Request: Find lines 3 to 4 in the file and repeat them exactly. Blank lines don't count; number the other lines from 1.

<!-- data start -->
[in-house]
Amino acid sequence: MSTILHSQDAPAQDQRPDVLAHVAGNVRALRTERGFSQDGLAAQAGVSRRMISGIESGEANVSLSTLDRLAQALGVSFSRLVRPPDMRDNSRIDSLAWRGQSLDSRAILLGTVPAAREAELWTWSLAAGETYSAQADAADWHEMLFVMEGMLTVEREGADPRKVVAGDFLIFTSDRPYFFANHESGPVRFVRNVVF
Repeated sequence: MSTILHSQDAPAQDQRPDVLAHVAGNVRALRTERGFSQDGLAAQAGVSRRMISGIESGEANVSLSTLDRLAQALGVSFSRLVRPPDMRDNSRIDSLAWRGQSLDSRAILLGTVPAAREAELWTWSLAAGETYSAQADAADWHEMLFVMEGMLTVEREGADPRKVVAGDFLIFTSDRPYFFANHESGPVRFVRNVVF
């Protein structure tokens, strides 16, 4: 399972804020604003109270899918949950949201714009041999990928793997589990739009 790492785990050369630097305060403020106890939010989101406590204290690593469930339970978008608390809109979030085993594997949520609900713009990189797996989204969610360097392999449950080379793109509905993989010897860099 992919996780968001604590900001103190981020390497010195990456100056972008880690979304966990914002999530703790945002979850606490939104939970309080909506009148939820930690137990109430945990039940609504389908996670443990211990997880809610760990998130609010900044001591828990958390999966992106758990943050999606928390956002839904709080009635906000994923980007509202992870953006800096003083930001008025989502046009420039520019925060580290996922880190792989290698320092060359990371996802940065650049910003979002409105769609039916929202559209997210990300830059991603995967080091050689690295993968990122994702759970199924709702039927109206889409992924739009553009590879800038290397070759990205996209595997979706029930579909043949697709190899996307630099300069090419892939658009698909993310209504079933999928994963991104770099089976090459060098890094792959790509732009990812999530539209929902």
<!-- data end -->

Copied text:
Repeated sequence: MSTILHSQDAPAQDQRPDVLAHVAGNVRALRTERGFSQDGLAAQAGVSRRMISGIESGEANVSLSTLDRLAQALGVSFSRLVRPPDMRDNSRIDSLAWRGQSLDSRAILLGTVPAAREAELWTWSLAAGETYSAQADAADWHEMLFVMEGMLTVEREGADPRKVVAGDFLIFTSDRPYFFANHESGPVRFVRNVVF
């Protein structure tokens, strides 16, 4: 399972804020604003109270899918949950949201714009041999990928793997589990739009 790492785990050369630097305060403020106890939010989101406590204290690593469930339970978008608390809109979030085993594997949520609900713009990189797996989204969610360097392999449950080379793109509905993989010897860099 992919996780968001604590900001103190981020390497010195990456100056972008880690979304966990914002999530703790945002979850606490939104939970309080909506009148939820930690137990109430945990039940609504389908996670443990211990997880809610760990998130609010900044001591828990958390999966992106758990943050999606928390956002839904709080009635906000994923980007509202992870953006800096003083930001008025989502046009420039520019925060580290996922880190792989290698320092060359990371996802940065650049910003979002409105769609039916929202559209997210990300830059991603995967080091050689690295993968990122994702759970199924709702039927109206889409992924739009553009590879800038290397070759990205996209595997979706029930579909043949697709190899996307630099300069090419892939658009698909993310209504079933999928994963991104770099089976090459060098890094792959790509732009990812999530539209929902």